- Flexion with wand, supine: This exercise is an alternative to doing flexion in the standing position. Lie on your back. Hold the wand near the middle with both hands, resting it on your stomach. Keep your sore arm relaxed as you use your good arm to slowly raise the wand upward and overhead. Hold the overhead position for 10 seconds and slowly return to the start position.
- Flexion with wand, standing: Stand and hold the wand vertical, with the hand of your sore arm at the top end and use your good arm to push the sore arm upward and overhead. Hold the overhead position for 10 seconds and slowly lower back down. If this exercise is too difficult, try doing it in the supine position (number 3).
- Extension with wand: Keep elbow straight. Slowly push affected arm back for 10 seconds, then slowly lower the wand back to the rest position
- Abduction with wand: Stand and hold the wand in front of you, one hand on each end. Keeping the elbows straight, use your good arm to push the sore arm out sideways. Hold the abducted position for 10 seconds and slowly return to the start position. Do the exercise again, but hold the wand with the thumb of the sore arm pointing away (palm up).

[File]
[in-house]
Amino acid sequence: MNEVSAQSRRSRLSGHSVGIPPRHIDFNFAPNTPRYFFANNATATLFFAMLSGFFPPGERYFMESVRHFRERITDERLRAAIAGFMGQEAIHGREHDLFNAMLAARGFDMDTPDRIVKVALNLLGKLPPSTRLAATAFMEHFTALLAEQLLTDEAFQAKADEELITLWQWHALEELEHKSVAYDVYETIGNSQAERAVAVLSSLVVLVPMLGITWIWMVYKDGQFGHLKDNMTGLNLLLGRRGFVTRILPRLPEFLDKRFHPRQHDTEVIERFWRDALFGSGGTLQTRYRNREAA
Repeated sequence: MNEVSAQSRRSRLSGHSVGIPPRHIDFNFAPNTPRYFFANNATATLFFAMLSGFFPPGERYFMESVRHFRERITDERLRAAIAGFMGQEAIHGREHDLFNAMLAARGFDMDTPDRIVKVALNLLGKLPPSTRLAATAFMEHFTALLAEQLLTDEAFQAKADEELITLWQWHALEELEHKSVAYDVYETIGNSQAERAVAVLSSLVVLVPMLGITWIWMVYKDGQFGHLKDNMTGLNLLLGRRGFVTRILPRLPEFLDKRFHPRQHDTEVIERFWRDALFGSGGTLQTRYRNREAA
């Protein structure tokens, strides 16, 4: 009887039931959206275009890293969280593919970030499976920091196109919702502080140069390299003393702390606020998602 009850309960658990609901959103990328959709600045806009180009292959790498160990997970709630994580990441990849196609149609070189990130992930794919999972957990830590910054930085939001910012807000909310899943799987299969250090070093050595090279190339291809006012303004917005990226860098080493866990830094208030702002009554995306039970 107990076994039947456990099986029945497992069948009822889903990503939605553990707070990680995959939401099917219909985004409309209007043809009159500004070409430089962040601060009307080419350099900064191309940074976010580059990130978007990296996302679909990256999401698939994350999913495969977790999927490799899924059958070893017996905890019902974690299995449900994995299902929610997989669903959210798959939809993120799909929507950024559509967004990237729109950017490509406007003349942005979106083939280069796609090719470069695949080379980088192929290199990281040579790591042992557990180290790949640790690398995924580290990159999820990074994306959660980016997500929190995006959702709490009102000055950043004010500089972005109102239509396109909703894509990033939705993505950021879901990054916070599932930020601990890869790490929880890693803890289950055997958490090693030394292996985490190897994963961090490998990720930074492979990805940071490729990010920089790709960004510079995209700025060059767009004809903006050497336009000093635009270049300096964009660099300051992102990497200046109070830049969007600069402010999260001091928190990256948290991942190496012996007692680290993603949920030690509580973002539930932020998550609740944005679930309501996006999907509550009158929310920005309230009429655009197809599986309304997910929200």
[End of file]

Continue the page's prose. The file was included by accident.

- Internal rotation wand: Stand and hold the wand behind you, both hands close to the middle of the wand. Use your good arm to lift the sore arm upwards, along your backbone. Hold the elevated position for 10 seconds and slowly return to the start position.
- External rotation wand, arms at side: Lie on your back, holding the wand at each end. Put a small rolled-up towel at your side and place the elbow of your sore arm on the towel. Bend that elbow so that the forearm points toward the ceiling. Use your good arm to push the hand of the sore arm sideways and toward the floor. Hold the rotated position for 10 seconds and slowly return to the start position.
- External rotation with wand, arm abducted: Lie on your back, holding the wand at each end. Move the upper part of your sore arm so that it points sideways away from you. Put a small rolled-up towel under that elbow. Bend that elbow so that the forearm points toward the ceiling. Use your good arm and the wand to push the hand of the sore arm away from your feet and toward the floor. Hold the rotated position for 10 seconds and slowly return to the start position.